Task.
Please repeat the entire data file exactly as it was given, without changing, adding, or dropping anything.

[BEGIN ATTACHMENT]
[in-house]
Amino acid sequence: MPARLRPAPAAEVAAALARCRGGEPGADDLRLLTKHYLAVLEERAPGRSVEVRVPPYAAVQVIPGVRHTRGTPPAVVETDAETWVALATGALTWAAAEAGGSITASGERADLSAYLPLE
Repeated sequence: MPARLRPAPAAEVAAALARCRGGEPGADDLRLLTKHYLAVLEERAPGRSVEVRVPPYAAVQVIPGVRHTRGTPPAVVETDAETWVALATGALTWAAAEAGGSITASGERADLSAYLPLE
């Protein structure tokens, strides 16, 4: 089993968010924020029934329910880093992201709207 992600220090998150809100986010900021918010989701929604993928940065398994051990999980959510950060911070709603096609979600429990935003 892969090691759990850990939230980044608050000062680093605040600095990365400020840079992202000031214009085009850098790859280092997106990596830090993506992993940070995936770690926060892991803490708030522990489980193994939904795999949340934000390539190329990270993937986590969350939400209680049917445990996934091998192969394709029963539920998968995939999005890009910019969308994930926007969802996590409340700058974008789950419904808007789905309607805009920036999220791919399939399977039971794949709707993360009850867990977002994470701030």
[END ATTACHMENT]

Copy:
[in-house]
Amino acid sequence: MPARLRPAPAAEVAAALARCRGGEPGADDLRLLTKHYLAVLEERAPGRSVEVRVPPYAAVQVIPGVRHTRGTPPAVVETDAETWVALATGALTWAAAEAGGSITASGERADLSAYLPLE
Repeated sequence: MPARLRPAPAAEVAAALARCRGGEPGADDLRLLTKHYLAVLEERAPGRSVEVRVPPYAAVQVIPGVRHTRGTPPAVVETDAETWVALATGALTWAAAEAGGSITASGERADLSAYLPLE
């Protein structure tokens, strides 16, 4: 089993968010924020029934329910880093992201709207 992600220090998150809100986010900021918010989701929604993928940065398994051990999980959510950060911070709603096609979600429990935003 892969090691759990850990939230980044608050000062680093605040600095990365400020840079992202000031214009085009850098790859280092997106990596830090993506992993940070995936770690926060892991803490708030522990489980193994939904795999949340934000390539190329990270993937986590969350939400209680049917445990996934091998192969394709029963539920998968995939999005890009910019969308994930926007969802996590409340700058974008789950419904808007789905309607805009920036999220791919399939399977039971794949709707993360009850867990977002994470701030």